In June 1981, Cairo’s Al-Zawiya Al-Hamra neighbourhood witnessed one of the most violent incidents of sectarian strife, in which hundreds were killed and injured. A personal dispute on the ownership of a land was the initial cause of the violent clashes between Muslims and Coptic Christians.
At the time, the state’s reaction was underwhelming. Former president Anwar Sadat tried to minimise the event by stating it was a fight between neighbours. However, by the end of the year, the government sent a proposal to the People’s Assembly to introduce amendments to the Penal Code, which aimed at stricter penalties in cases of sectarian strife.
However, the legislature’s revision of the law included vague and broad terms, which brought restrictions on personal freedoms in contradiction to constitutional guarantees. As such, this led to its improvement over the years, according to the Egyptian Initiative for Personal Rights (EIPR).
The law, commonly known as “the Religious Contempt Law”, comes in Article 98 (f) of the Penal Code. It states that:
“Whomever exploits religion in order to promote extremist ideologies by word of mouth, in writing or in any other manner, with a view to stirring up sedition, disparaging, or contempt of any divine religion or its adherents, or prejudicing national unity, shall be punished with imprisonment between six months and five years, or the payment of a fine of at least EGP 500.”
Over the years, the law has been implemented in the prosecution of Copts only on accusations of insulting the Islamic religion, with the exception of the case of Sheikh Abo Islam, a preacher and owner of a publishing house who became known for frequent rhetoric that was hostile to Egyptian Copts.
In June 2013, Sheikh Abo Islam and his son were sentenced to 11 and eight years in prison, respectively, over three charges that included religious contempt, after they destroyed the Bible during demonstrations that erupted over the film entitled “Innocence of Muslims” .
The film had sparked anger and violence among the Arab and Muslim communities due to its portrayal of the Prophet Mohamed, which was widely perceived as inflammatory.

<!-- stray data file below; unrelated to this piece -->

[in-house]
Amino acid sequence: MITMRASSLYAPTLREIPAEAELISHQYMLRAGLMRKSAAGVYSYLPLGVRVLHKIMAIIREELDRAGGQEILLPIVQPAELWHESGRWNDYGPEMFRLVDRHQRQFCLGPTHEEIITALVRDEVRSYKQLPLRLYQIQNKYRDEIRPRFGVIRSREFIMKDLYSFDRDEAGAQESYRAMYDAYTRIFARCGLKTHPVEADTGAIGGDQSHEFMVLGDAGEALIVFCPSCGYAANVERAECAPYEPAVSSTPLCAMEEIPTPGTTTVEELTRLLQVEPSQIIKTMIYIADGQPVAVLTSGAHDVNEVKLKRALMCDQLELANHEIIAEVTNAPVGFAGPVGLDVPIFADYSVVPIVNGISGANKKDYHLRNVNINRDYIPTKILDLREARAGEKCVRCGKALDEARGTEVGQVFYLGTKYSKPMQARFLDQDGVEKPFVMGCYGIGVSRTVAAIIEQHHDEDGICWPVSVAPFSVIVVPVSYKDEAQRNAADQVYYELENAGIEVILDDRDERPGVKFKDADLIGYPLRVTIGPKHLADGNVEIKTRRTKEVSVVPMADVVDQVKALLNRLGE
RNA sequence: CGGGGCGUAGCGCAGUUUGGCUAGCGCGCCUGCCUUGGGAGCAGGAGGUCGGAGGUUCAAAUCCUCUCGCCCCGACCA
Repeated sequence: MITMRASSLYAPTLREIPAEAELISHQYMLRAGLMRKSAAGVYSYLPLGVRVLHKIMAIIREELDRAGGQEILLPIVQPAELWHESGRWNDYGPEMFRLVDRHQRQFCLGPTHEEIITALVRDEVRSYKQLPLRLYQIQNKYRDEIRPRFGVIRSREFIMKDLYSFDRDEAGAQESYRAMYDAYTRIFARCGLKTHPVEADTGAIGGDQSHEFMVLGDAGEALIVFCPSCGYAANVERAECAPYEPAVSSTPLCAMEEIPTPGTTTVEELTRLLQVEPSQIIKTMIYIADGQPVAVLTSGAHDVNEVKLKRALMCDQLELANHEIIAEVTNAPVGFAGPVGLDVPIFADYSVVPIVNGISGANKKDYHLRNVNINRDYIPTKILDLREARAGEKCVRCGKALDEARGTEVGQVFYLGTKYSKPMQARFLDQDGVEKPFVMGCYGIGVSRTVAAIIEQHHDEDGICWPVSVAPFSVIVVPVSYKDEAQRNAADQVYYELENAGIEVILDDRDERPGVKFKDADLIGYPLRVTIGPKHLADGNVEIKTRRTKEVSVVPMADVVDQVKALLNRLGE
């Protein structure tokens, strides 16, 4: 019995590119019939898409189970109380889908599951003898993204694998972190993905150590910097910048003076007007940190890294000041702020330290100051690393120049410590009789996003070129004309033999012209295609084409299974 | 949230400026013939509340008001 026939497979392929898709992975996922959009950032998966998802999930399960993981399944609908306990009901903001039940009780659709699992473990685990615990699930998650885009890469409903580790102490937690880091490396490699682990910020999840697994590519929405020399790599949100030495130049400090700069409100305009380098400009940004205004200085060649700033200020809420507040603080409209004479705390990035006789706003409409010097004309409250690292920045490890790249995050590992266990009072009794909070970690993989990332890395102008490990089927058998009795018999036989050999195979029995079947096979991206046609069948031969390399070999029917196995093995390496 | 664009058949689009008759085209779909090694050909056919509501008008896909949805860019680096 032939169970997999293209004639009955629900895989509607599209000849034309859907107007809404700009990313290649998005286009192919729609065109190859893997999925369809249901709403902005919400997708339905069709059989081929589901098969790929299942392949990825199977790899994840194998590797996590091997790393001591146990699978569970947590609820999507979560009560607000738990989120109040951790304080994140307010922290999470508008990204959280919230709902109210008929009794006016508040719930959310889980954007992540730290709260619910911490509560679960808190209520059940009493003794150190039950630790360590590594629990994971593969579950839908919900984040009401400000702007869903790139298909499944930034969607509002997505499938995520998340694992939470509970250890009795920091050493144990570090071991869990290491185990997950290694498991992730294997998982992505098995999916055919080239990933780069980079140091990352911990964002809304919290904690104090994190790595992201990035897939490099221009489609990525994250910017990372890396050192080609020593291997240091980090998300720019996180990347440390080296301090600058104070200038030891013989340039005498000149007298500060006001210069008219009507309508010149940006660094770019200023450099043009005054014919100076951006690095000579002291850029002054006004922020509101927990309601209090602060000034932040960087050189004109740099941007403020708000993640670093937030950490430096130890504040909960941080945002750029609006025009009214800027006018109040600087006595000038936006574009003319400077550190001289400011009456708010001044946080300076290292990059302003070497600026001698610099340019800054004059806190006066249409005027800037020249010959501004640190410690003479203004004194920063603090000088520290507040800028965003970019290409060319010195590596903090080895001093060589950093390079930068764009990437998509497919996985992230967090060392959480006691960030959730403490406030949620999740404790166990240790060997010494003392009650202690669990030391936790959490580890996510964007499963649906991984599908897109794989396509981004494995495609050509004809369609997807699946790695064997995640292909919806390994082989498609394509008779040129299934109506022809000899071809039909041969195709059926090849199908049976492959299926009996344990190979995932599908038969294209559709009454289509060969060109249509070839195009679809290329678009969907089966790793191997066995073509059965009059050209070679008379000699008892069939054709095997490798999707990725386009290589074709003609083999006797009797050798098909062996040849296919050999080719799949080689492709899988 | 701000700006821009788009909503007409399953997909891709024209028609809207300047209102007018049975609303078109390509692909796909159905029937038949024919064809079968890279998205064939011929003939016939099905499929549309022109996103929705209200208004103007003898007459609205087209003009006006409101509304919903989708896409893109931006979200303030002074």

“Other than that, I think it is ridiculous that a law, which is historically linked to protecting Copts, is being used against Copts,” said lawyer Hamdy Al-Assiuty, who has been defending many people on trial under Article 98 (f).
In many cases, the defendant had expressed either atheistic views or criticised their own religion. Sometimes it was neither, such as the odd charges brought up against three young Coptic men in Alexandria last July. The three were accused of contempt of religion after having been arrested while distributing dates to fasting Muslims around Iftar time, a common practice by young volunteers.
The holy month of Ramadan is often characterised by a peak in conservatism, both within the state and society. Restaurants and bars are prevented from selling alcohol. It is socially unacceptable to eat or drink “publicly” while Muslims are abstaining. On top of this, even self-appointed police forces often pursue “non-fasting Muslims”.
Moreover there have been debates as to whether the contempt of religion charge that led to the trial of Islamic researcher Islam El-Beheiry actually applies to his case, since he was discussing the same religion he is affiliated with.
El-Beheiry was prosecuted according to Article 160 of the Penal Code, which penalises acts of vandalism on religious buildings and symbols by imprisonment of up to five years and a fine of EGP 500. He was also charged with Article 161, which sets the same penalty for acts of mocking or distorting religious books or rites.
Al-Assiuty said “contempt of religion laws have been misused” to oppress freedom of expression, citing the prosecution of Egyptian intellectuals, writers, professors, and even actors.
Recently, a campaign led by the Egyptian Secular Party, still under foundation, called for abolishing Article 98 (f).